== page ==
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William P. Gottlieb's photograph of McKinley at the Hotel Commodore, New York, c. April 1946
|Birth name||Raymond McKinley|
|Also known as||"Eight Beat Mac", "Mac"|
June 18, 1910|
Fort Worth, Texas, U.S.
|Died||May 7, 1995(aged 84)|
|Genres||Jazz, Big band|
|Labels||Decca, Capitol, Majestic, RCA Victor, Epic, Dot, Savoy|
|Associated acts||Jimmy Dorsey, Will Bradley Orchestra, Glenn Miller, and the Glenn Miller Orchestra|
|Past members||lead saxophonists Ray Beller (1940s) and Lenny Hambro (1950s and 1960s), tenor saxist Bobby Jones, baritone saxophonist-arranger Deane Kincaide, trumpeter Bobby Nichols, arranger Eddie Sauter|
McKinley got his start at age 9 working with local bands in the Dallas–Fort Worth area. He left home when he was 15 and played with Milt Shaw's Detroiters and the Smith Ballew and Duncan-Marin bands. His first substantial professional engagement came in 1934 with the Dorsey Brothers' Orchestra. It was with the Smith Ballew band in 1929 that McKinley met Glenn Miller. The two formed a friendship that lasted from 1929 until Miller's death in 1944. McKinley and Miller joined the Dorsey Brothers in 1934. Miller left for Ray Noble in December 1934, while McKinley remained.
The Dorsey brothers split in 1935, with McKinley remaining with Jimmy Dorsey until 1939, when he joined Will Bradley, becoming co-leader. McKinley's biggest hit with Bradley, as a singer, was "Beat Me Daddy, Eight to the Bar", which he recorded early in the year 1940 (and for which he got partial songwriting credit under his wife's maiden name Eleanore Sheehy). McKinley is referred to as "Eight Beat Mack" in the lyrics to the song "Down the Road a Piece," which he recorded as a trio with Will Bradley and Freddie Slack in 1940. This was the earliest recording of the song, which was written specifically for Bradley's band by Don Raye.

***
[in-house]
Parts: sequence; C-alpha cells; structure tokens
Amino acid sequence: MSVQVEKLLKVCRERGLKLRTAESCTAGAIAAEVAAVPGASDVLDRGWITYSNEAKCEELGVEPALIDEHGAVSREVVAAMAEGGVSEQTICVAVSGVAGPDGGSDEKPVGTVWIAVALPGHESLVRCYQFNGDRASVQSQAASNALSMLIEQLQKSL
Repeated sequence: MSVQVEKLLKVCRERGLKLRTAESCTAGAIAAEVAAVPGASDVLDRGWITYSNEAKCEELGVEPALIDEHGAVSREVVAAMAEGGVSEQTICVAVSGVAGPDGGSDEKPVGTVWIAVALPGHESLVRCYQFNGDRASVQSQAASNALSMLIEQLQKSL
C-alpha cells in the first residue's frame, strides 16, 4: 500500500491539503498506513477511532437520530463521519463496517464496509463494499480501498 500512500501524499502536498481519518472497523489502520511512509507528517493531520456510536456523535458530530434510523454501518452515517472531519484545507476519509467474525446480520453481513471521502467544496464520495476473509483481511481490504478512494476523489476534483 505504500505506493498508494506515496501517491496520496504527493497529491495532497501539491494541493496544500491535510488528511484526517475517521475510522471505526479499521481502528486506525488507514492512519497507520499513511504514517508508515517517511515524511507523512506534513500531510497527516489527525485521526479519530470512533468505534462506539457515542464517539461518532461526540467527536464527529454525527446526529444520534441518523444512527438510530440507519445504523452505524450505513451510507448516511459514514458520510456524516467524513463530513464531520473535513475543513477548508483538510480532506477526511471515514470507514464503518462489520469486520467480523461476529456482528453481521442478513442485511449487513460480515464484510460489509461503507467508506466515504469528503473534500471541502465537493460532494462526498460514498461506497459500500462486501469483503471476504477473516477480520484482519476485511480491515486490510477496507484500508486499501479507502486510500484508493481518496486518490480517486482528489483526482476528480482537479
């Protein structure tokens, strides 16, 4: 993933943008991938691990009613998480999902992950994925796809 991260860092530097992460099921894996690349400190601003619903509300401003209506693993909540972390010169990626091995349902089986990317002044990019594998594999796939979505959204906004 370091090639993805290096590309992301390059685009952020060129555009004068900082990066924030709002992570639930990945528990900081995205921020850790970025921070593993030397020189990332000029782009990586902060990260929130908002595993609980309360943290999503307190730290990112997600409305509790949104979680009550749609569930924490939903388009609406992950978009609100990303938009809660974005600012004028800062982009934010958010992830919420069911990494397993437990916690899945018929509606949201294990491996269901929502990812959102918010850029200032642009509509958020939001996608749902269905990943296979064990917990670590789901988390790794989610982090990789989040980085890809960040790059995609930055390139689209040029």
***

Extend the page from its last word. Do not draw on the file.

McKinley and Bradley split in 1942 and McKinley formed his own band, which recorded for Capitol Records. The McKinley band was short-lived. When McKinley broke up the band, he joined Glenn Miller's Army Air Force Band, which he co-led with arranger Jerry Gray after Miller's disappearance in December 1944. Upon being discharged at the end of the following year, McKinley formed a modern big band that featured a book of original material by legendary arranger Eddie Sauter (along with a helping of novelty vocals by the leader). Sam Butera, later of the back-up band for Louis Prima was also a member. But with the business in decline, by 1950 that band was history and McKinley began evolving into a part-time leader and sometime radio and TV personality.
In 1956, capitalizing on the popularity of The Glenn Miller Story movie with James Stewart, McKinley was chosen to be the leader of the revived Glenn Miller band, which he led until 1966. He co-hosted, with former Air Force band vocalist Johnny Desmond, a 13-week CBS-TV summer replacement series with the band called Glenn Miller Time in 1961.
Ray McKinley wrote the lyrics to the 1945 wartime song "My Guy's Come Back" with music by Mel Powell. The song was recorded by Benny Goodman with vocals by Liza Morrow and was released as a Columbia Records 78 single in 1945 and as V-Disc 585. He also received a songwriting credit for "Beat Me Daddy, Eight to the Bar".
- Scott Yanow (2011). "The Dorsey Brothers | AllMusic". allmusic.com. Retrieved 17 July 2011.
- "Ray wanted emphasis on their boogie-woogie novelties and jazz, Will more on the ballads." See George T. Simon, Simon Says: The Sights and Sounds of the Big Band Era, Galahad Books, 1971, p. 148.
- "Drummerworld: Ray McKinley"
- "Swing Music Net Biography Ray McKinley"
- Young, William H., and Nancy K. Young. Music of the World War II Era. Westport, CT: Greenwood Press, 2008.
- Jones, John Bush. The Songs that Fought the War: Popular Music and the Home Front, 1939-1945. Lebanon, NH: Brandeis University Press, 2006.